That said, the basic challenge we face isn’t new. Voters have always “cherry picked” information. Confirmation bias didn’t suddenly appear in response to Fox or Facebook.

Fox’s business plan was explicitly focused upon providing ideologically compatible “news” to an “underserved” Republican audience. (Less-well-known Sinclair Broadcasting is equally dishonest.) My caller, back in the mid-1990s, may have gotten his misinformation from books by “historian” David Barton, who made his money giving fundamentalist Christians a version of history more to their liking. There will always be ethically-challenged entrepreneurs willing to make a buck pandering to our fears and prejudices.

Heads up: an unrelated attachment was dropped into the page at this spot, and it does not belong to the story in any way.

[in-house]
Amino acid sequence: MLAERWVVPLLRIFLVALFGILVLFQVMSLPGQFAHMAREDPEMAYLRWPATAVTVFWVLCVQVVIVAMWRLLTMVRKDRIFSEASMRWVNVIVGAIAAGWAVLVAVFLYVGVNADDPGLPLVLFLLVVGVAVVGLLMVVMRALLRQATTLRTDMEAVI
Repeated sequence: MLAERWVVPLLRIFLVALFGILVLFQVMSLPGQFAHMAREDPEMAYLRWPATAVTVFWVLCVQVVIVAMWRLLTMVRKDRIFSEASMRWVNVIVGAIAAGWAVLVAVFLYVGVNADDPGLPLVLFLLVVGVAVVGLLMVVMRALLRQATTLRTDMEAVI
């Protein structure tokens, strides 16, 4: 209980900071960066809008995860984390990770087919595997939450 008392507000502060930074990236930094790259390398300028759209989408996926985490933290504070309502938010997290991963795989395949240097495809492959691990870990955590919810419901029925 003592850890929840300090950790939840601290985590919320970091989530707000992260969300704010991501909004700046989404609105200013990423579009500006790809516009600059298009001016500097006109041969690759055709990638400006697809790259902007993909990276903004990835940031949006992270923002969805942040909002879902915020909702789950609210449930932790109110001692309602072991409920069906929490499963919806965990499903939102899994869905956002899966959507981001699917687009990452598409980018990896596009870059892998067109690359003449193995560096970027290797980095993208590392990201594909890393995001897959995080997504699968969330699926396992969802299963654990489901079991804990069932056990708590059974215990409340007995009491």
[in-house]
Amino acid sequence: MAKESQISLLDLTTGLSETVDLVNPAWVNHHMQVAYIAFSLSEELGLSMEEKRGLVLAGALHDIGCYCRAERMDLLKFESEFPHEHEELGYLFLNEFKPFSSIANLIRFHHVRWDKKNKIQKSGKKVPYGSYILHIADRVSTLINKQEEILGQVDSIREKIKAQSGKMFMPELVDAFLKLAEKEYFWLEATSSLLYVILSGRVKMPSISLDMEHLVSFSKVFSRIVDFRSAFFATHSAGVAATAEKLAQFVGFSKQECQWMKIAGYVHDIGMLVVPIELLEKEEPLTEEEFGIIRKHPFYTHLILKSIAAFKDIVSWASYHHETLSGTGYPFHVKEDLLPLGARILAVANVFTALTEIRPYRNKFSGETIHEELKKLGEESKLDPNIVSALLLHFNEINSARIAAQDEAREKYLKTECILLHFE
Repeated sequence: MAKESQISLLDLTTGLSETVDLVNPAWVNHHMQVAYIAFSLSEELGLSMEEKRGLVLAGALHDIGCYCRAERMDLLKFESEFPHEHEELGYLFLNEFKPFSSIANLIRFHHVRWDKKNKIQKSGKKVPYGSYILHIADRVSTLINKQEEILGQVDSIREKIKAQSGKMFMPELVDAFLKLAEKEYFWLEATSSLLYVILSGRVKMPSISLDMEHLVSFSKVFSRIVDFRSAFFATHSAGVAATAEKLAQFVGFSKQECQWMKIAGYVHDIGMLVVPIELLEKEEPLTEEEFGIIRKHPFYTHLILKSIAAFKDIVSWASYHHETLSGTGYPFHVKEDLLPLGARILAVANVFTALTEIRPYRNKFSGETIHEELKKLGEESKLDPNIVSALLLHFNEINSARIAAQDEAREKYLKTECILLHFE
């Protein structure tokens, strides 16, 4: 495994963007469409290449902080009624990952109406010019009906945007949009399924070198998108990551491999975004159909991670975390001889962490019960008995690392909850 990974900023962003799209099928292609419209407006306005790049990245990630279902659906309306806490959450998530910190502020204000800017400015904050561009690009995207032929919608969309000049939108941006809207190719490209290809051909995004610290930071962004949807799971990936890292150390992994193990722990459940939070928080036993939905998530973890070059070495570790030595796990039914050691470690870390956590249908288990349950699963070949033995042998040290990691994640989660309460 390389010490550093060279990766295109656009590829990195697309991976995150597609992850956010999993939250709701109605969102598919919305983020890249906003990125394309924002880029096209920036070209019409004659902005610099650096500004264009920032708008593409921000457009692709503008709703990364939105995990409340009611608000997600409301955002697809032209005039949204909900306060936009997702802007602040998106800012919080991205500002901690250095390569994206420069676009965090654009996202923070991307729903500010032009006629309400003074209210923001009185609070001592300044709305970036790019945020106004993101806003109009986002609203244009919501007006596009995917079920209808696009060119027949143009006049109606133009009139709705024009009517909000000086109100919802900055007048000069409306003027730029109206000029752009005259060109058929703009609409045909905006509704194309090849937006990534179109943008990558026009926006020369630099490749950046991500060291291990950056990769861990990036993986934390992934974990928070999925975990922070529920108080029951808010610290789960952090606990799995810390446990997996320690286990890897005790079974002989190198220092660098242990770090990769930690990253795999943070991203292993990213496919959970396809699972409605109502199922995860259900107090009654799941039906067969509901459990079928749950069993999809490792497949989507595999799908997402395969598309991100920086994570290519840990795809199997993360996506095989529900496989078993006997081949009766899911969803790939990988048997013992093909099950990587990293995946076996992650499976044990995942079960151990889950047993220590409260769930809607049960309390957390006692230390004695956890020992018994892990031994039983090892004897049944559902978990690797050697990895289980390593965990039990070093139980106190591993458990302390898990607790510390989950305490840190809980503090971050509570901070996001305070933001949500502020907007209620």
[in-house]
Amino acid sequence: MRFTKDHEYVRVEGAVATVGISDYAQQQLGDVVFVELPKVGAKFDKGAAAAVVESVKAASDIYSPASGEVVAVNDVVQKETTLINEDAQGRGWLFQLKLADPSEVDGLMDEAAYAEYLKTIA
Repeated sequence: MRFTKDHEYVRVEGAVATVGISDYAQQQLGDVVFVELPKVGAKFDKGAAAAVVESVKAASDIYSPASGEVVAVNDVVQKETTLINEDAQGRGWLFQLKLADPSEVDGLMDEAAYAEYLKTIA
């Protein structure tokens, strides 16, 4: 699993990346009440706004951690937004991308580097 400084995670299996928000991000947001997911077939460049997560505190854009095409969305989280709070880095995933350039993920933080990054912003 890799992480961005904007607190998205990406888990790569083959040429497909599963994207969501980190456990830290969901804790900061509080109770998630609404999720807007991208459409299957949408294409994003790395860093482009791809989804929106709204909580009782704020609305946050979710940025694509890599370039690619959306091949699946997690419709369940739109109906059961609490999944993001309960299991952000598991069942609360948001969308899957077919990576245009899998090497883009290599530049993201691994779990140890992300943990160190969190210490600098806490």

The question is: what can we do about it? How do we counter propaganda effectively, without doing violence to free speech and the First Amendment? The only answer I can come up with is better civic and news literacy education, but that will take time and a commitment to revitalize the public education that Trump and DeVos are trying to dismantle.

It’s a conundrum.

Fox And Its Friends

Both the New York Times and the Washington Post have reported the acrimonious departure of Fox News commentator and author Ralph Peters from that cable channel. As the Post described the resignation,

Commentator and author Ralph Peters isn’t just closing the door on his career at Fox News Channel. He’s slamming it right off the hinges.

In a blistering goodbye email, Peters, a retired Army lieutenant colonel who commented on military affairs, called Fox “a mere propaganda machine for a destructive and ethically ruinous administration.” He described President Trump as being “terrified” of Russian president Vladi­mir Putin.